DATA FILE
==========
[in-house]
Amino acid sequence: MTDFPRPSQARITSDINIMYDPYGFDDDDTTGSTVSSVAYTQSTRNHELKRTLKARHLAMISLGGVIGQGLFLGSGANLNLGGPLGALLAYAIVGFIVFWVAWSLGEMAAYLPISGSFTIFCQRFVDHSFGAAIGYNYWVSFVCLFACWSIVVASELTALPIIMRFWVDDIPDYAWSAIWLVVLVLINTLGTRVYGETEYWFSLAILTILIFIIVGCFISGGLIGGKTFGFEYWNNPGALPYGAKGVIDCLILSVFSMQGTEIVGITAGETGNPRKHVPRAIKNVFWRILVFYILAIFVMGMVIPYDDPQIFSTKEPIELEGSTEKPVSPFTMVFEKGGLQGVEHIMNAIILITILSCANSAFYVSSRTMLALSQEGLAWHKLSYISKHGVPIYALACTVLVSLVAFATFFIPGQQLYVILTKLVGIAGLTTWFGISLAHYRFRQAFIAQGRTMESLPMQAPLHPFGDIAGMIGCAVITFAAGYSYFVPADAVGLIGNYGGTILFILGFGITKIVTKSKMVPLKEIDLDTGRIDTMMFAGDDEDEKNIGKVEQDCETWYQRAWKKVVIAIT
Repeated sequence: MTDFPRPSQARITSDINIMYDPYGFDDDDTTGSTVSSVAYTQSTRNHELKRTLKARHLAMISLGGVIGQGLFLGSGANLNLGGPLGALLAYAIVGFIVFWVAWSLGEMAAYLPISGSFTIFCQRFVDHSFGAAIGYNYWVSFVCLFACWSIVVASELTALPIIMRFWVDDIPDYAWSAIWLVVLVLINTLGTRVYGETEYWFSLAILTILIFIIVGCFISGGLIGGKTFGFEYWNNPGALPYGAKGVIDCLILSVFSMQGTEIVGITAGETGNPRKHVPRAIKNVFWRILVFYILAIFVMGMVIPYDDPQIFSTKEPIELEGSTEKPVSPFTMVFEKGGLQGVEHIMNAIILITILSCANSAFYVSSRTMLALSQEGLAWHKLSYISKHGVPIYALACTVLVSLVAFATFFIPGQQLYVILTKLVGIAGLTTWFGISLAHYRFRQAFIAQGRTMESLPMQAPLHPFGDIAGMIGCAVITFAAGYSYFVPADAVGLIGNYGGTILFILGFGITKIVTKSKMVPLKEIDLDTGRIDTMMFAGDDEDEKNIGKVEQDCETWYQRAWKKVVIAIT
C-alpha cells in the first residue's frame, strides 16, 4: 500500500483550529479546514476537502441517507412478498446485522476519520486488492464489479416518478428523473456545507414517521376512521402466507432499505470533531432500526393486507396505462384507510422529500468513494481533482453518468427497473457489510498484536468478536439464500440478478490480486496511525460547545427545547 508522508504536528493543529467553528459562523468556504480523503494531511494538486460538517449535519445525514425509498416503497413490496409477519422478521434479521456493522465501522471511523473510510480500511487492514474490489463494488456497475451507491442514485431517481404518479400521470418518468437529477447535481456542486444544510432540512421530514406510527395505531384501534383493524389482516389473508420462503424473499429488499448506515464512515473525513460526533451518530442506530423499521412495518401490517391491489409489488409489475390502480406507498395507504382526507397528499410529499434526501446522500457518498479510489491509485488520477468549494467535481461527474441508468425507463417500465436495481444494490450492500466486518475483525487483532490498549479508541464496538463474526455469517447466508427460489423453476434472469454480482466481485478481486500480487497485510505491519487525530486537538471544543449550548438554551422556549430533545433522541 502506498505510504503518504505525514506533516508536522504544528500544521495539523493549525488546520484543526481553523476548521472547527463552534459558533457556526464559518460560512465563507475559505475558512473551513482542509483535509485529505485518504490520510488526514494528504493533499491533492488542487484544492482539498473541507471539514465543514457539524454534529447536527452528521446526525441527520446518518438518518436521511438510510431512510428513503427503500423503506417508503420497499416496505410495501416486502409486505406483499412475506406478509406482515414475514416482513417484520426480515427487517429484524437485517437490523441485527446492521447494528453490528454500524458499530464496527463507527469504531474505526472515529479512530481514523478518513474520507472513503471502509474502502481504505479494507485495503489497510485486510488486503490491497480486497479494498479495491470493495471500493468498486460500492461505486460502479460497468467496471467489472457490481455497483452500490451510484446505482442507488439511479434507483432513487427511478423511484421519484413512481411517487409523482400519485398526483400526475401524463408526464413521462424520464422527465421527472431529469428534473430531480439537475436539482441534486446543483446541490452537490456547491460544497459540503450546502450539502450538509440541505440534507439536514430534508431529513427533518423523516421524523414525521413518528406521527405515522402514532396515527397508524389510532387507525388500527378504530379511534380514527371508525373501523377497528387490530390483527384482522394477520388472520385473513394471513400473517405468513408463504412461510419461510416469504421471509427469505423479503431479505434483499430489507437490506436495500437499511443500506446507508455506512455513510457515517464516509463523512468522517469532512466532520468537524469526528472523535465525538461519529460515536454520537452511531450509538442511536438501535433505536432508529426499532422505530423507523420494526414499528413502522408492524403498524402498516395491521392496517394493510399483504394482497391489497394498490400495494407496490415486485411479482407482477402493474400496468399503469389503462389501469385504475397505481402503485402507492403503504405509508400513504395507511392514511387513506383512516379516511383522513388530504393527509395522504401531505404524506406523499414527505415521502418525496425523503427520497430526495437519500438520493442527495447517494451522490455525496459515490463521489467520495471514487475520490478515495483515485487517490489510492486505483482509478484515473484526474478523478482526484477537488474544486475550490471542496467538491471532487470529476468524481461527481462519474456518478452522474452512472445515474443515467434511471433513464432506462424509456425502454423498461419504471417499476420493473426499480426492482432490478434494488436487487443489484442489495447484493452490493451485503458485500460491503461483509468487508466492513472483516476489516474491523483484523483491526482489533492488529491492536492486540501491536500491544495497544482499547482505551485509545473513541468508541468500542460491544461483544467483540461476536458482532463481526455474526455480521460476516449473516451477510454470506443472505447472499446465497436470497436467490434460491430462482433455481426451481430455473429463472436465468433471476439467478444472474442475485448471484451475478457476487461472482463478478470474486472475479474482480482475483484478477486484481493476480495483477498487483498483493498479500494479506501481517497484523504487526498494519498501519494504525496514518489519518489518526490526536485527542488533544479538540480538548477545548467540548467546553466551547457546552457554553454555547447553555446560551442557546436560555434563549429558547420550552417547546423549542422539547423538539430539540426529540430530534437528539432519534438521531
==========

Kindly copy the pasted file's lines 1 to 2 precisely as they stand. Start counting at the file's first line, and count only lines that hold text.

[in-house]
Amino acid sequence: MTDFPRPSQARITSDINIMYDPYGFDDDDTTGSTVSSVAYTQSTRNHELKRTLKARHLAMISLGGVIGQGLFLGSGANLNLGGPLGALLAYAIVGFIVFWVAWSLGEMAAYLPISGSFTIFCQRFVDHSFGAAIGYNYWVSFVCLFACWSIVVASELTALPIIMRFWVDDIPDYAWSAIWLVVLVLINTLGTRVYGETEYWFSLAILTILIFIIVGCFISGGLIGGKTFGFEYWNNPGALPYGAKGVIDCLILSVFSMQGTEIVGITAGETGNPRKHVPRAIKNVFWRILVFYILAIFVMGMVIPYDDPQIFSTKEPIELEGSTEKPVSPFTMVFEKGGLQGVEHIMNAIILITILSCANSAFYVSSRTMLALSQEGLAWHKLSYISKHGVPIYALACTVLVSLVAFATFFIPGQQLYVILTKLVGIAGLTTWFGISLAHYRFRQAFIAQGRTMESLPMQAPLHPFGDIAGMIGCAVITFAAGYSYFVPADAVGLIGNYGGTILFILGFGITKIVTKSKMVPLKEIDLDTGRIDTMMFAGDDEDEKNIGKVEQDCETWYQRAWKKVVIAIT